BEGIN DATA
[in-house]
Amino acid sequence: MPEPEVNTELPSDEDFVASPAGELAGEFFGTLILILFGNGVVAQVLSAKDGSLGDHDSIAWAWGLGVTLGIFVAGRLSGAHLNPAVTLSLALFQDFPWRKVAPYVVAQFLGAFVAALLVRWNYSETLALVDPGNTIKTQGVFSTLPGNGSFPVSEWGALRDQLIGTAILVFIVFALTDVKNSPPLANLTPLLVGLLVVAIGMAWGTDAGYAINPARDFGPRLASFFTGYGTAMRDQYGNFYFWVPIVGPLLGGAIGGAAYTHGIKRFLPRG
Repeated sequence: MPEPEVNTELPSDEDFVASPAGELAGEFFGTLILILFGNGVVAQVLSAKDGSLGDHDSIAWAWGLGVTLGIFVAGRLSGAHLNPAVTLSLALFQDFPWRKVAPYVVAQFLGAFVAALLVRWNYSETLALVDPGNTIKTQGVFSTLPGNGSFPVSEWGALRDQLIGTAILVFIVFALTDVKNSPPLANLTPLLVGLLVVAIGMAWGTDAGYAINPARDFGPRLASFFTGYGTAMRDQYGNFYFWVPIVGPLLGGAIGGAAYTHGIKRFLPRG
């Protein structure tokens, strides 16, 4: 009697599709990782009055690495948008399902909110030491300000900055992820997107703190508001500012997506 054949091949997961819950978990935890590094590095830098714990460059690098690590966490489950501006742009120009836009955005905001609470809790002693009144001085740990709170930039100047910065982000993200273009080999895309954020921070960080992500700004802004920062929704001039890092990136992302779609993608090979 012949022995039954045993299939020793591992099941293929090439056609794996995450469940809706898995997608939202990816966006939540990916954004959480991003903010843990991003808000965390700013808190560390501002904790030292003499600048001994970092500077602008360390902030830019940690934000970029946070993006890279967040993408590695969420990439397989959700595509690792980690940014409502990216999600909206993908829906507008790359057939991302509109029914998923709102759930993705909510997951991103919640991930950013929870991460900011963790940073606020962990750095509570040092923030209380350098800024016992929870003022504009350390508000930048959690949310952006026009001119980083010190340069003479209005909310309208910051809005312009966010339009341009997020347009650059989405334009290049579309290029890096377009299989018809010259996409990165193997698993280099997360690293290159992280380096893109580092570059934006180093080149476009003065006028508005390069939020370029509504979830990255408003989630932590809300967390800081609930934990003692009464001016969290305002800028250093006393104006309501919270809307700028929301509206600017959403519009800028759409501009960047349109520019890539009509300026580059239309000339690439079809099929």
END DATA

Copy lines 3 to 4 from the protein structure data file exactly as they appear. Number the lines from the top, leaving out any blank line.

Repeated sequence: MPEPEVNTELPSDEDFVASPAGELAGEFFGTLILILFGNGVVAQVLSAKDGSLGDHDSIAWAWGLGVTLGIFVAGRLSGAHLNPAVTLSLALFQDFPWRKVAPYVVAQFLGAFVAALLVRWNYSETLALVDPGNTIKTQGVFSTLPGNGSFPVSEWGALRDQLIGTAILVFIVFALTDVKNSPPLANLTPLLVGLLVVAIGMAWGTDAGYAINPARDFGPRLASFFTGYGTAMRDQYGNFYFWVPIVGPLLGGAIGGAAYTHGIKRFLPRG
């Protein structure tokens, strides 16, 4: 009697599709990782009055690495948008399902909110030491300000900055992820997107703190508001500012997506 054949091949997961819950978990935890590094590095830098714990460059690098690590966490489950501006742009120009836009955005905001609470809790002693009144001085740990709170930039100047910065982000993200273009080999895309954020921070960080992500700004802004920062929704001039890092990136992302779609993608090979 012949022995039954045993299939020793591992099941293929090439056609794996995450469940809706898995997608939202990816966006939540990916954004959480991003903010843990991003808000965390700013808190560390501002904790030292003499600048001994970092500077602008360390902030830019940690934000970029946070993006890279967040993408590695969420990439397989959700595509690792980690940014409502990216999600909206993908829906507008790359057939991302509109029914998923709102759930993705909510997951991103919640991930950013929870991460900011963790940073606020962990750095509570040092923030209380350098800024016992929870003022504009350390508000930048959690949310952006026009001119980083010190340069003479209005909310309208910051809005312009966010339009341009997020347009650059989405334009290049579309290029890096377009299989018809010259996409990165193997698993280099997360690293290159992280380096893109580092570059934006180093080149476009003065006028508005390069939020370029509504979830990255408003989630932590809300967390800081609930934990003692009464001016969290305002800028250093006393104006309501919270809307700028929301509206600017959403519009800028759409501009960047349109520019890539009509300026580059239309000339690439079809099929």